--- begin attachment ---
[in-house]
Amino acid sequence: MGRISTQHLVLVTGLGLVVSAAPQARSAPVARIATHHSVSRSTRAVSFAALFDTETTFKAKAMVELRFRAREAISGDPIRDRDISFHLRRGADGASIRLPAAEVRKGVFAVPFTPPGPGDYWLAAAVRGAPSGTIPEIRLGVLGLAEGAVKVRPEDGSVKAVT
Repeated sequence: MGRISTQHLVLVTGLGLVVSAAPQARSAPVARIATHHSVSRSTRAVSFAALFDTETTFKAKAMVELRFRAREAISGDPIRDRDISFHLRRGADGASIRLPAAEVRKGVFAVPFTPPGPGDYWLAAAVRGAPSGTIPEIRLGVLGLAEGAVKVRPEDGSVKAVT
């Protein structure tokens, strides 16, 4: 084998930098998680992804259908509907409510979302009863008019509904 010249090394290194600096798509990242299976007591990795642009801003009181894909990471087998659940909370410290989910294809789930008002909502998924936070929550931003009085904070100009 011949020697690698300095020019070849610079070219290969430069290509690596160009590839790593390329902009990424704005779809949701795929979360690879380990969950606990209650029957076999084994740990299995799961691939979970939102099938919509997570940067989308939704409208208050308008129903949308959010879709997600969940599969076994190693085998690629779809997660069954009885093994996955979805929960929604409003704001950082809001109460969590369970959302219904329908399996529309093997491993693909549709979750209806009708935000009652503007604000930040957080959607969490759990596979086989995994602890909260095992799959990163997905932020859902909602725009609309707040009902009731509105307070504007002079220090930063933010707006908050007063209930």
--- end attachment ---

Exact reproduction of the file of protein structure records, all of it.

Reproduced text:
[in-house]
Amino acid sequence: MGRISTQHLVLVTGLGLVVSAAPQARSAPVARIATHHSVSRSTRAVSFAALFDTETTFKAKAMVELRFRAREAISGDPIRDRDISFHLRRGADGASIRLPAAEVRKGVFAVPFTPPGPGDYWLAAAVRGAPSGTIPEIRLGVLGLAEGAVKVRPEDGSVKAVT
Repeated sequence: MGRISTQHLVLVTGLGLVVSAAPQARSAPVARIATHHSVSRSTRAVSFAALFDTETTFKAKAMVELRFRAREAISGDPIRDRDISFHLRRGADGASIRLPAAEVRKGVFAVPFTPPGPGDYWLAAAVRGAPSGTIPEIRLGVLGLAEGAVKVRPEDGSVKAVT
């Protein structure tokens, strides 16, 4: 084998930098998680992804259908509907409510979302009863008019509904 010249090394290194600096798509990242299976007591990795642009801003009181894909990471087998659940909370410290989910294809789930008002909502998924936070929550931003009085904070100009 011949020697690698300095020019070849610079070219290969430069290509690596160009590839790593390329902009990424704005779809949701795929979360690879380990969950606990209650029957076999084994740990299995799961691939979970939102099938919509997570940067989308939704409208208050308008129903949308959010879709997600969940599969076994190693085998690629779809997660069954009885093994996955979805929960929604409003704001950082809001109460969590369970959302219904329908399996529309093997491993693909549709979750209806009708935000009652503007604000930040957080959607969490759990596979086989995994602890909260095992799959990163997905932020859902909602725009609309707040009902009731509105307070504007002079220090930063933010707006908050007063209930």